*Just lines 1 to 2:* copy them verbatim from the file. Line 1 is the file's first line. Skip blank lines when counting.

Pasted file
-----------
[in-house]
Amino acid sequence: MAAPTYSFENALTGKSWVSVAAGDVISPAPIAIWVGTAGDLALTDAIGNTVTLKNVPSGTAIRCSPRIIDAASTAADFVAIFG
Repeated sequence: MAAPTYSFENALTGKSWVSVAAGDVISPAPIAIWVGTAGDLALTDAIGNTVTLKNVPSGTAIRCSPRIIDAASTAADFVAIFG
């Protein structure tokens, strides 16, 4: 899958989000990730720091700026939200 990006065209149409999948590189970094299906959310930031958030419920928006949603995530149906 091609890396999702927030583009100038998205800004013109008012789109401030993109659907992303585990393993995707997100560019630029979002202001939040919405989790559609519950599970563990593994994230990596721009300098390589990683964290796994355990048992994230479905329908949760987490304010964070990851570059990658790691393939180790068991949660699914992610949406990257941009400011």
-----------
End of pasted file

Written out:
[in-house]
Amino acid sequence: MAAPTYSFENALTGKSWVSVAAGDVISPAPIAIWVGTAGDLALTDAIGNTVTLKNVPSGTAIRCSPRIIDAASTAADFVAIFG